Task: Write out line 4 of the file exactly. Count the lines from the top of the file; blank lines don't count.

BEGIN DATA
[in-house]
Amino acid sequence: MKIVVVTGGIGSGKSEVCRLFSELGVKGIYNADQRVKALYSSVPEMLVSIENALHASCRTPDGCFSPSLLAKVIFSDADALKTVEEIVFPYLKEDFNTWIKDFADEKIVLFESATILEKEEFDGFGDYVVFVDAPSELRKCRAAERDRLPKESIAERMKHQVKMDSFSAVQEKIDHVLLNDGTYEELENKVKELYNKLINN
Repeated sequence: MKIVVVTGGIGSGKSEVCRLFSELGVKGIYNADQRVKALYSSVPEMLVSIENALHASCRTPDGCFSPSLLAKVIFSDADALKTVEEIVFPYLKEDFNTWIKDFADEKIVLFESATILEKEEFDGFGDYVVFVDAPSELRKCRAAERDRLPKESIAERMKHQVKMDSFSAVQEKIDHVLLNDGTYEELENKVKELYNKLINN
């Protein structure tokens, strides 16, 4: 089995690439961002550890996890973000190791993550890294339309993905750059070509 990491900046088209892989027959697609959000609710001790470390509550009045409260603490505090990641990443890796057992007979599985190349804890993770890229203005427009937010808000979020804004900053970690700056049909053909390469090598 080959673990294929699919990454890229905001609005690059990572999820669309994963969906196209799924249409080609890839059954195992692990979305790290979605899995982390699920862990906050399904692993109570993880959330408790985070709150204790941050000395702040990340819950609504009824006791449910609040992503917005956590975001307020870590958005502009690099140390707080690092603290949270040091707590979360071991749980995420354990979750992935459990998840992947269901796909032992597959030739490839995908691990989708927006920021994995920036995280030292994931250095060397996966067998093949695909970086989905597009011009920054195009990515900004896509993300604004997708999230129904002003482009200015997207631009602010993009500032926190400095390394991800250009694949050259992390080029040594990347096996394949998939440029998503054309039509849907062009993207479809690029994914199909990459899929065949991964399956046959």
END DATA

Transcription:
């Protein structure tokens, strides 16, 4: 089995690439961002550890996890973000190791993550890294339309993905750059070509 990491900046088209892989027959697609959000609710001790470390509550009045409260603490505090990641990443890796057992007979599985190349804890993770890229203005427009937010808000979020804004900053970690700056049909053909390469090598 080959673990294929699919990454890229905001609005690059990572999820669309994963969906196209799924249409080609890839059954195992692990979305790290979605899995982390699920862990906050399904692993109570993880959330408790985070709150204790941050000395702040990340819950609504009824006791449910609040992503917005956590975001307020870590958005502009690099140390707080690092603290949270040091707590979360071991749980995420354990979750992935459990998840992947269901796909032992597959030739490839995908691990989708927006920021994995920036995280030292994931250095060397996966067998093949695909970086989905597009011009920054195009990515900004896509993300604004997708999230129904002003482009200015997207631009602010993009500032926190400095390394991800250009694949050259992390080029040594990347096996394949998939440029998503054309039509849907062009993207479809690029994914199909990459899929065949991964399956046959």